This is Scientific American 60-Second Earth. I'm David Biello. Your minute begins now.
Ever looked at the etching of a Blu-Ray disc?
It's oddly beautiful, refracting light like a rainbow while also offering copious digital storage.
Turns out that pattern isn't just beautiful in the light, it's also useful when it comes to the light.
Because the particular structure of a typical Blu-ray disc happens to be one that boosts the light absorbing ability of photovoltaics.
That's according to a study in the journal Nature Communications.
The semi-random pattern of microscopic bumps and indents that store a movie on a Blu-ray disc also helps solar cells absorb light by spreading it around more widely within the cell,
where a greater percentage of it is then available to generate a current.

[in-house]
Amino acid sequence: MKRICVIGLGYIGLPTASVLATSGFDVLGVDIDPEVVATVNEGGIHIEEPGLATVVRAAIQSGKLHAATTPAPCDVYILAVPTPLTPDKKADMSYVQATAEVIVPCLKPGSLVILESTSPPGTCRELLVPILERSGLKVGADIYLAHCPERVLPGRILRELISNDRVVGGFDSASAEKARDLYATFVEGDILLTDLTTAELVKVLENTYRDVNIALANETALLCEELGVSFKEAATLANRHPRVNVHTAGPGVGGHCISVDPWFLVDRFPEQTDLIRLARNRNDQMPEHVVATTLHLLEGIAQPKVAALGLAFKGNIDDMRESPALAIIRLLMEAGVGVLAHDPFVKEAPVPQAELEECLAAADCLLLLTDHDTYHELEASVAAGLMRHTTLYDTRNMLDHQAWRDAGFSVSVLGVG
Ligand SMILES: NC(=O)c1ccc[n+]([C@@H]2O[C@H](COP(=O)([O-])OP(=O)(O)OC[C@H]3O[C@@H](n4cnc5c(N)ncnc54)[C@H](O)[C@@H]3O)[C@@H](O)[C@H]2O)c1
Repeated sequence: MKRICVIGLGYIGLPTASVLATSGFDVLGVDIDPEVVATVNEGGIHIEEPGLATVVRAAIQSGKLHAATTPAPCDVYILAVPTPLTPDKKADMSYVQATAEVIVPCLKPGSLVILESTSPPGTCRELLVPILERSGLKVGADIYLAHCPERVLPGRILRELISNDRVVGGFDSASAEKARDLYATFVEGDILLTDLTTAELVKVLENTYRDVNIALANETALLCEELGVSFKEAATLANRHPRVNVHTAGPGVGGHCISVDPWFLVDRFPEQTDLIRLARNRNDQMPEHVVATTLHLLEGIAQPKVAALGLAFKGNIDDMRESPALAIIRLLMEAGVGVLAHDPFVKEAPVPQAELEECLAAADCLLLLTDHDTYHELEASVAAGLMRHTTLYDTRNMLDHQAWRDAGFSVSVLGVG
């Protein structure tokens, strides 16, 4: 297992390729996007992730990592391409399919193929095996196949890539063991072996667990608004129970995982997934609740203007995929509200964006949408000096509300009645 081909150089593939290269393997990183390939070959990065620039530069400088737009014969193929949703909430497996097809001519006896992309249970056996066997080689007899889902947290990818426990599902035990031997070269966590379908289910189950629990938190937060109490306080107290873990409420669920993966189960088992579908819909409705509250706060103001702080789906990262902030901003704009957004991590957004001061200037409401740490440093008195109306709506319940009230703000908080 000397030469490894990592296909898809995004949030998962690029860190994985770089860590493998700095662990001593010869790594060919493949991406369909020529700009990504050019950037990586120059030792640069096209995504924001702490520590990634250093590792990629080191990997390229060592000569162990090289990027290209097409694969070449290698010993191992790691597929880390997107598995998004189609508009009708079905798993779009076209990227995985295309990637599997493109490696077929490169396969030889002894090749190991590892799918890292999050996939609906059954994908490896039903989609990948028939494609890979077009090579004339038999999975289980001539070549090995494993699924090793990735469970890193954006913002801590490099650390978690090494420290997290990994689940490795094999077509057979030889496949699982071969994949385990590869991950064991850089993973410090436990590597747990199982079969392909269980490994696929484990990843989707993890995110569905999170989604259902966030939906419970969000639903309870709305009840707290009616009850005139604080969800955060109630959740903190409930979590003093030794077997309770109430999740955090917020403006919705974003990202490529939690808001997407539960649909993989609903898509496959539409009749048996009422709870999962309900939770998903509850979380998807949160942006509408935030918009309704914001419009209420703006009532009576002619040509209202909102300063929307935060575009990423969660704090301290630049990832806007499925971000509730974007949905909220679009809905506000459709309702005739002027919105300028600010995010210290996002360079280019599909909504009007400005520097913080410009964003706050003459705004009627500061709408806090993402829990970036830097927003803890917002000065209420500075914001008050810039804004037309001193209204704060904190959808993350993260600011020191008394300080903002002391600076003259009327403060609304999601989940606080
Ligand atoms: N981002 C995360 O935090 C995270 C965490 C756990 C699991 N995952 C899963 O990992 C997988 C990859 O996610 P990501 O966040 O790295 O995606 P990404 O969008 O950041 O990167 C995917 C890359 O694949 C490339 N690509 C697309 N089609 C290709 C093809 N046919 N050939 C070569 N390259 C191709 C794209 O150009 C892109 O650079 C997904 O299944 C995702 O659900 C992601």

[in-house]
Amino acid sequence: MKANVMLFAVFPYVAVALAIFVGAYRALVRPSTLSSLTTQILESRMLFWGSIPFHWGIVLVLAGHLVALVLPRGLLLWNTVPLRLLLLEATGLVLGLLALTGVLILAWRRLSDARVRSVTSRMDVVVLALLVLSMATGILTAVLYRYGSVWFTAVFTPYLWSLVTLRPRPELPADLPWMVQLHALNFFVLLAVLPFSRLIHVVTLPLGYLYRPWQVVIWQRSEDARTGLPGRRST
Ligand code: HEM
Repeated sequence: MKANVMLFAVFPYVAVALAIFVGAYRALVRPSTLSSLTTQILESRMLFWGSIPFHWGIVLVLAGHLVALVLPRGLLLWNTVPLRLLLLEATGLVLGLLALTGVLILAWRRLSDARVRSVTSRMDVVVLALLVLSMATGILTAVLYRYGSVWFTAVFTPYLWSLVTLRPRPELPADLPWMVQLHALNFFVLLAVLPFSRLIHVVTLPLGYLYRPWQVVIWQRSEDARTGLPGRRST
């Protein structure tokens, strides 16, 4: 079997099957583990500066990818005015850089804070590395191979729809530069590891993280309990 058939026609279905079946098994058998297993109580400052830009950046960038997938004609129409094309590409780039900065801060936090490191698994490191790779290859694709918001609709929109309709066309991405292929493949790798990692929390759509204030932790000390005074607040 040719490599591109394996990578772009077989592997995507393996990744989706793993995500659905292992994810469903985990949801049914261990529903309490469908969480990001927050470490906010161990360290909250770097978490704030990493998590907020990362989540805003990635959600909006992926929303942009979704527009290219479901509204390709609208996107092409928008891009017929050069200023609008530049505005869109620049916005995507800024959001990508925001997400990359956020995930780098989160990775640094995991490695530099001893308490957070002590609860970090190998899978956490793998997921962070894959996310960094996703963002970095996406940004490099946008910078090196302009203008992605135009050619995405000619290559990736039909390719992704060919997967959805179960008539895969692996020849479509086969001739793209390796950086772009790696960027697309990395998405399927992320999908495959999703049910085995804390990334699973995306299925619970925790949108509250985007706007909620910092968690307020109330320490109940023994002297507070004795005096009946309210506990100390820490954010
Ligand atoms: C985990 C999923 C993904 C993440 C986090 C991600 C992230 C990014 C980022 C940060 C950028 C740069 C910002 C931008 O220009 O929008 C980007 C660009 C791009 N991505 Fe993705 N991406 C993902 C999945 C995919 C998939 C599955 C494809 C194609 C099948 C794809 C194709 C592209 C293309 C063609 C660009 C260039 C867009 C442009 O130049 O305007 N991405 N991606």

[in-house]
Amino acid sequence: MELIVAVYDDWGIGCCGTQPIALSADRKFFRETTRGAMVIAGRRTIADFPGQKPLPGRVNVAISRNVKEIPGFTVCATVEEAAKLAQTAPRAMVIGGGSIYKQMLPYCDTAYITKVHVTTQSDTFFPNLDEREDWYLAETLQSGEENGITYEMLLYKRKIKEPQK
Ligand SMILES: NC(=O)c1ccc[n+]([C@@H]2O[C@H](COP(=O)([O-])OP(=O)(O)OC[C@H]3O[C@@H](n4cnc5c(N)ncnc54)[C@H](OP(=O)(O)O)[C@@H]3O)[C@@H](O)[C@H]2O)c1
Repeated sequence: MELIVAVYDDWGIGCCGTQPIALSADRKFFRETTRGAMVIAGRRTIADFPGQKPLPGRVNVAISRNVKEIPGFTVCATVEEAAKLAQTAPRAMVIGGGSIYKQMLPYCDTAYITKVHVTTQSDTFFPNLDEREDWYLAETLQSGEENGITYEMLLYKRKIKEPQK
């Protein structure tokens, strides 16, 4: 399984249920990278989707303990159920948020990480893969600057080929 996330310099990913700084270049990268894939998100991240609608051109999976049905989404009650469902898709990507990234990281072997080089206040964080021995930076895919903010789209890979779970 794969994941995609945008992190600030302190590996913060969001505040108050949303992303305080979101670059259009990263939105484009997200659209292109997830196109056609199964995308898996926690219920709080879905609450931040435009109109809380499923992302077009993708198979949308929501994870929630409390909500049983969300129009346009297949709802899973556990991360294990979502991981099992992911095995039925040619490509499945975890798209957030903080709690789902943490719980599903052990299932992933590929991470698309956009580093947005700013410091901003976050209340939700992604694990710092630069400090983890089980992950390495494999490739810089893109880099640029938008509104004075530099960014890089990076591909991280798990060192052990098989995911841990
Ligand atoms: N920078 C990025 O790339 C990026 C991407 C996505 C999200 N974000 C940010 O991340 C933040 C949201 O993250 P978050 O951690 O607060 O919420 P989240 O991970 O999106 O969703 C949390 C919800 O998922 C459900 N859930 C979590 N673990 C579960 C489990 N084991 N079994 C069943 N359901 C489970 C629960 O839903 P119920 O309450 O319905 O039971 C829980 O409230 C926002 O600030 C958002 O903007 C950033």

Researchers at Northwestern University made the discovery by transferring the pattern of the Jackie Chan movie Supercop to the top of a plastic solar cell.
They found, to their surprise, that the Supercopped solar cell boosted performance by more than 20 percent.
Of course, Supercop is not a special movie, except maybe to hardcore Chan fans.
Dramas, documentaries and even cartoons worked just as well.
Which means all that Blu-ray disc-making prowess could get applied to a new purpose: clean power.
Your minute is up, for Scientific American 60-Second Earth. I'm David Biello.